For this project I used a Stillman and Birn Softcover Epsilon Sketchbook, 5.5″ x 8.5″. For making the images, I used whatever suited the task best for that Era but, in general, I used Kuratake watercolors which are more gouache like in the way they behave. I particularly like a set of graphite colors they make. Additionally I used traditional transparent watercolor, gel and pigma micron pens, and some fountain pen ink. If you have a question on one particular image please feel free to contact me or ask in the comment section of the blog.

Drawings – Ancient Figurines

I was searching for images in the public domain to show during a talk I was going to give on the element of shape in art. It dawned on me that the ‘go to’ is always paintings and I got to thinking that sculpture would be so much more fun for exploring shape. Many of the sculptural images in the public domain are from ancient times and when looking at them, I was reminded of the many times I visited the African Art galleries at the Metropolitan Museum of Art with my friend and former history professor, Father Ed Biggane. Ed lived in Africa for many years and collected African sculpture. Upon his death, I heard many of his pieces were donated to a museum collection. As I looked at these images, which were from all over the ancient world, I was struck by the unusual shapes, their beauty, their simplicity….I could go on and on. So I decided to start drawing them. Below are a group of drawings I completed recently. The links to the artifacts are included so you can see the actual works if you desire. And I must add that walking around those galleries with Ed must have made an impression on me and I am grateful to him for opening my eyes to such unique art.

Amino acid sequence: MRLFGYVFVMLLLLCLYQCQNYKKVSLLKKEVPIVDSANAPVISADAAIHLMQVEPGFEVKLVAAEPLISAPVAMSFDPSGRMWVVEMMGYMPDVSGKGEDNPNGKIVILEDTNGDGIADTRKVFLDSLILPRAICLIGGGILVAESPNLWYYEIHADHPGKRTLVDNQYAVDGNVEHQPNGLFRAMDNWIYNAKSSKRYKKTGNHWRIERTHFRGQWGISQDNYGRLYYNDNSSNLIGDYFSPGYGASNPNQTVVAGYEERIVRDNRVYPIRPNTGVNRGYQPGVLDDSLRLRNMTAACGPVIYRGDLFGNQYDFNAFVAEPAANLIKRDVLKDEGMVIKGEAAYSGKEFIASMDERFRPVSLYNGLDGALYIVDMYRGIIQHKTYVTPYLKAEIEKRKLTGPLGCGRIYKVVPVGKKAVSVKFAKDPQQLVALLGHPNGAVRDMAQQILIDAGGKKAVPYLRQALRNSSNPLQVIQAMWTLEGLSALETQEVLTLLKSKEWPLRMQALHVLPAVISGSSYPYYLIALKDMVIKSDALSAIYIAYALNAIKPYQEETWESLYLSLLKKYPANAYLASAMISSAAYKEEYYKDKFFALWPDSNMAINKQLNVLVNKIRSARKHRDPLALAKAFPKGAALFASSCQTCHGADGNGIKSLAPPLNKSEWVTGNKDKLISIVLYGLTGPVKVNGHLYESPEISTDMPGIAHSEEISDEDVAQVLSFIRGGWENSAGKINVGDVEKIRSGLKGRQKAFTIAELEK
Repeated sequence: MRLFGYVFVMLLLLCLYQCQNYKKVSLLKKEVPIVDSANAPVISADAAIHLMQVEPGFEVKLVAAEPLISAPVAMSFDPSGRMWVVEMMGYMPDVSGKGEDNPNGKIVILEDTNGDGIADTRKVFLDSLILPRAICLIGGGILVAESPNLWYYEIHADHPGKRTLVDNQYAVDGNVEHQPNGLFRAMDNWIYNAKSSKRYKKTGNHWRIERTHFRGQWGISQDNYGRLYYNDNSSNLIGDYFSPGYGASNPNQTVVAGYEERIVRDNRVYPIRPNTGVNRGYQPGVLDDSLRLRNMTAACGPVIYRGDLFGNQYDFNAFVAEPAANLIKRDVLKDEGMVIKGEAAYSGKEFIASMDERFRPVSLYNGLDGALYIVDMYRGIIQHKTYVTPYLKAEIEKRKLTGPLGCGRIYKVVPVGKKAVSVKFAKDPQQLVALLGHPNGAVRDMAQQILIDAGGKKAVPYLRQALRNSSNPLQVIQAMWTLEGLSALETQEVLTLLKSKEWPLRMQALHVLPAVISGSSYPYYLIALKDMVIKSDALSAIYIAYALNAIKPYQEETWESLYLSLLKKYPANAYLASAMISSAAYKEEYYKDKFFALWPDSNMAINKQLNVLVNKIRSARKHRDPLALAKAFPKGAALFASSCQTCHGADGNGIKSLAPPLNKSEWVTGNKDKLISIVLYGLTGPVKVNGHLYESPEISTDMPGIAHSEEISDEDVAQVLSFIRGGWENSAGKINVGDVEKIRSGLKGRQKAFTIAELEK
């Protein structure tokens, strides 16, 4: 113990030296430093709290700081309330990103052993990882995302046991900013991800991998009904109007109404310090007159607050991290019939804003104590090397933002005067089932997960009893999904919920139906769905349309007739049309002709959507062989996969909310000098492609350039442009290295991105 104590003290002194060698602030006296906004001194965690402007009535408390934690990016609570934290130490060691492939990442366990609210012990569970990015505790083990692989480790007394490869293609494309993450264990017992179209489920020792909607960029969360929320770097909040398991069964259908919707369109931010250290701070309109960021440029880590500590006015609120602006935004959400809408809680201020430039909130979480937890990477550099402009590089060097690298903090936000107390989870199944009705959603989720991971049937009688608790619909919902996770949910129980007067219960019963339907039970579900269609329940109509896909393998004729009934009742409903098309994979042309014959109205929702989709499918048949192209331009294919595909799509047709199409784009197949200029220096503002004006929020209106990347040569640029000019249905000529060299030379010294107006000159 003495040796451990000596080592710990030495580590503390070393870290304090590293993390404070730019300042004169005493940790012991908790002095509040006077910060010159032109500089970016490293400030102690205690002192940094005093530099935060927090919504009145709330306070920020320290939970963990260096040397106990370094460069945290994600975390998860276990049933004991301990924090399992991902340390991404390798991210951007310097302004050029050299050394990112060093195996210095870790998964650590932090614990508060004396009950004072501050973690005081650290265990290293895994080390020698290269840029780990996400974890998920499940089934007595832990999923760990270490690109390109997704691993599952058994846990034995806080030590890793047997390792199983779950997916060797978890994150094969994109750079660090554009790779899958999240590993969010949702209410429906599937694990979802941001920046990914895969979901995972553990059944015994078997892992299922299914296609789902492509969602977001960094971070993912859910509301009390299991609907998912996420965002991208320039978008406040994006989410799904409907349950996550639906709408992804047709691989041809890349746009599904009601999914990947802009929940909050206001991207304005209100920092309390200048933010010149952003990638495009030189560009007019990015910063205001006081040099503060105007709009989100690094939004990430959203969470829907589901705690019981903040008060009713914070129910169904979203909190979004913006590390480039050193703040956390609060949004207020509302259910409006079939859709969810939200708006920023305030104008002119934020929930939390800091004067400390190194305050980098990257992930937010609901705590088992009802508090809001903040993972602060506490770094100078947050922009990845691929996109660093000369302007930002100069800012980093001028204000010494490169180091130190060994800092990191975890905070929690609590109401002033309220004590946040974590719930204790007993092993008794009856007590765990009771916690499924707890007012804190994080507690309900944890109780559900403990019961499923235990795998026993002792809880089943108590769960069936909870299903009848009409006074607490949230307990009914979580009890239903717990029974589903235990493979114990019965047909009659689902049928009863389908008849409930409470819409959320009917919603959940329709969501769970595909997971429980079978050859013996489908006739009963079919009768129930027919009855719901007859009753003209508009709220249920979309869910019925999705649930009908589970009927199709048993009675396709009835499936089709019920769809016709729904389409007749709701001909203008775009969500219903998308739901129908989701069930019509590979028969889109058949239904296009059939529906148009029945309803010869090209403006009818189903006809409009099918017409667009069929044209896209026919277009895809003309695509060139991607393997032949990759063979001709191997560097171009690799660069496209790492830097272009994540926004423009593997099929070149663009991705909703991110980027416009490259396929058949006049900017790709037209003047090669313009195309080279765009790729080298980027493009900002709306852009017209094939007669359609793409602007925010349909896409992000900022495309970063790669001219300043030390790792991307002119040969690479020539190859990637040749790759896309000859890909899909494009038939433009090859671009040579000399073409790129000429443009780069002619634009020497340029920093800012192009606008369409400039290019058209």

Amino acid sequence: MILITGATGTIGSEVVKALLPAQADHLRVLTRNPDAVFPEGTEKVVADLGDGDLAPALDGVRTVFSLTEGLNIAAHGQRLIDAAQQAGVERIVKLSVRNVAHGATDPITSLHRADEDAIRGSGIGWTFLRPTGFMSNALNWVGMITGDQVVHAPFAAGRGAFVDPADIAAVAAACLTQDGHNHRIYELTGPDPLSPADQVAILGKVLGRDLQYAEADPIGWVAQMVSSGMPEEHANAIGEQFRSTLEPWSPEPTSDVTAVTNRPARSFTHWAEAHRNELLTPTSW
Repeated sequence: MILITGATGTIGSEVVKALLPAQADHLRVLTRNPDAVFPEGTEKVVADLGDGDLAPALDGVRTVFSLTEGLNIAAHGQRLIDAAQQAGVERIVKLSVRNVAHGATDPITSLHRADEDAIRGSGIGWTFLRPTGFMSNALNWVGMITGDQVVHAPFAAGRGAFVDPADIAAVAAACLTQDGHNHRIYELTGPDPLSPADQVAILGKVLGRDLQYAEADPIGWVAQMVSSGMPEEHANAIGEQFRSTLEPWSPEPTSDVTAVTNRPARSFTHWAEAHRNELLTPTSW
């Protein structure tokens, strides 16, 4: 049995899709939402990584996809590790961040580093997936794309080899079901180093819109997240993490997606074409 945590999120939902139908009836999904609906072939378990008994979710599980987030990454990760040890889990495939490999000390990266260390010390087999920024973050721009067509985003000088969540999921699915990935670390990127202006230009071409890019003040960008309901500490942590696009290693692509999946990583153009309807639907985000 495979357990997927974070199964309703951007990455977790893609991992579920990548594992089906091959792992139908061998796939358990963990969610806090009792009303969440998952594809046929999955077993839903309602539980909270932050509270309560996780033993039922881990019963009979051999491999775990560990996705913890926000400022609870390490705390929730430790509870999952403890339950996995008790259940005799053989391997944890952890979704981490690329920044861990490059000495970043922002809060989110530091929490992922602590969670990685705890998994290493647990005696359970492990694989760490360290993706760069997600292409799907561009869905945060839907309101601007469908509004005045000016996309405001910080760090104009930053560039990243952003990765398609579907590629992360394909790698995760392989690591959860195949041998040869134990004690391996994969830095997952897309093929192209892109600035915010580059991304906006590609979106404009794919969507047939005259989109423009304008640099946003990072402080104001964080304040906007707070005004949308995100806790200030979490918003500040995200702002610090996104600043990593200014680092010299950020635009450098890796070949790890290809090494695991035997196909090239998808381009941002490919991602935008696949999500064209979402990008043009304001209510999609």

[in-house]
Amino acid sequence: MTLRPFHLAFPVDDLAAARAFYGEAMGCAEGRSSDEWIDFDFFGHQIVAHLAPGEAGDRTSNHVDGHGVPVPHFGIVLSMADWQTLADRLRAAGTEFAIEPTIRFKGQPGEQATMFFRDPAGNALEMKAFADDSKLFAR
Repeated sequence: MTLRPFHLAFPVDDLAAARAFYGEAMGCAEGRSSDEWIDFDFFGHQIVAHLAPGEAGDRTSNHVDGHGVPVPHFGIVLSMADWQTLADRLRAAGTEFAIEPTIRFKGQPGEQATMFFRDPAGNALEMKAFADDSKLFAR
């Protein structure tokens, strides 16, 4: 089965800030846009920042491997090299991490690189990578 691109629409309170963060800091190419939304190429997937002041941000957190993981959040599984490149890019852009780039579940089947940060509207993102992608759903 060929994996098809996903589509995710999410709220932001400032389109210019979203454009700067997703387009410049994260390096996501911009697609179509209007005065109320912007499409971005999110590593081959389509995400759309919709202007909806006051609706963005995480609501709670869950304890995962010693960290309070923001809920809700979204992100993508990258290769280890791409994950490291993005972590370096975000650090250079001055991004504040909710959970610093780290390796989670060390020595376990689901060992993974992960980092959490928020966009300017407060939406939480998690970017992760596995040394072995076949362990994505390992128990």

Standing Female Figurine; Greek, Rhodian (?); Early 5th century BCE; Terracotta. Metropolitan Museum of Art. Click here to see actual artwork

Marble Female Figurine; Attrib. Bastis master; 2600-2400 BCE; Metropolitan Museum of Art Click here to see actual artwork.

Marble Female Figurine; Cycladic; 4500 – 4000 BCE; Metropolitan Museum of Art; Click here to see actual artwork.

Female Figurine, Dogon, Early 17th Century, Diospyros wood, Brooklyn Museum; Click here to see actual artwork.

Female Figurine; Egyptian; 3500-3400 BCE; Terracotta; Brooklyn Museum; Click here to see actual artwork.


These images were drawn using a combination of conte crayon and a variety of pencils in a brown paper (craft paper) Traveler’s Spiral Bound Sketchbook, approx. 8″ x 5″